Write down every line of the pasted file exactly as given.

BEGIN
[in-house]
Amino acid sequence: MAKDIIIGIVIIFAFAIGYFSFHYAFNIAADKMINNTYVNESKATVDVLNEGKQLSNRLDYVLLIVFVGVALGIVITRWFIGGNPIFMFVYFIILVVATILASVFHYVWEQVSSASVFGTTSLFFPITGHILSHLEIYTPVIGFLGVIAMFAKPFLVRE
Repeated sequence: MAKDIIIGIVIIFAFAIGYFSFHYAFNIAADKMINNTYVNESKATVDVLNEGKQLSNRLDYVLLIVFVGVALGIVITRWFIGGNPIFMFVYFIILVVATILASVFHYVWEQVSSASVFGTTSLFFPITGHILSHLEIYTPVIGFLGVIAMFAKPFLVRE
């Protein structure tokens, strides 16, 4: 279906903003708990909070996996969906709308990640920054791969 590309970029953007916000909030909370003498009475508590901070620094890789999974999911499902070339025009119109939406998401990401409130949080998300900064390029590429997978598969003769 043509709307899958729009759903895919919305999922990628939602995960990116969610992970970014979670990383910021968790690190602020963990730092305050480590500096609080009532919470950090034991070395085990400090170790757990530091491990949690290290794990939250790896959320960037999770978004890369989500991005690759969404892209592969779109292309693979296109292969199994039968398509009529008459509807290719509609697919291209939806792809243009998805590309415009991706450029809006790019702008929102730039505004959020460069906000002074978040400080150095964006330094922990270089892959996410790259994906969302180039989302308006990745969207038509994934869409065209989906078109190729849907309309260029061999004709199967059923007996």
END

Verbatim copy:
[in-house]
Amino acid sequence: MAKDIIIGIVIIFAFAIGYFSFHYAFNIAADKMINNTYVNESKATVDVLNEGKQLSNRLDYVLLIVFVGVALGIVITRWFIGGNPIFMFVYFIILVVATILASVFHYVWEQVSSASVFGTTSLFFPITGHILSHLEIYTPVIGFLGVIAMFAKPFLVRE
Repeated sequence: MAKDIIIGIVIIFAFAIGYFSFHYAFNIAADKMINNTYVNESKATVDVLNEGKQLSNRLDYVLLIVFVGVALGIVITRWFIGGNPIFMFVYFIILVVATILASVFHYVWEQVSSASVFGTTSLFFPITGHILSHLEIYTPVIGFLGVIAMFAKPFLVRE
């Protein structure tokens, strides 16, 4: 279906903003708990909070996996969906709308990640920054791969 590309970029953007916000909030909370003498009475508590901070620094890789999974999911499902070339025009119109939406998401990401409130949080998300900064390029590429997978598969003769 043509709307899958729009759903895919919305999922990628939602995960990116969610992970970014979670990383910021968790690190602020963990730092305050480590500096609080009532919470950090034991070395085990400090170790757990530091491990949690290290794990939250790896959320960037999770978004890369989500991005690759969404892209592969779109292309693979296109292969199994039968398509009529008459509807290719509609697919291209939806792809243009998805590309415009991706450029809006790019702008929102730039505004959020460069906000002074978040400080150095964006330094922990270089892959996410790259994906969302180039989302308006990745969207038509994934869409065209989906078109190729849907309309260029061999004709199967059923007996």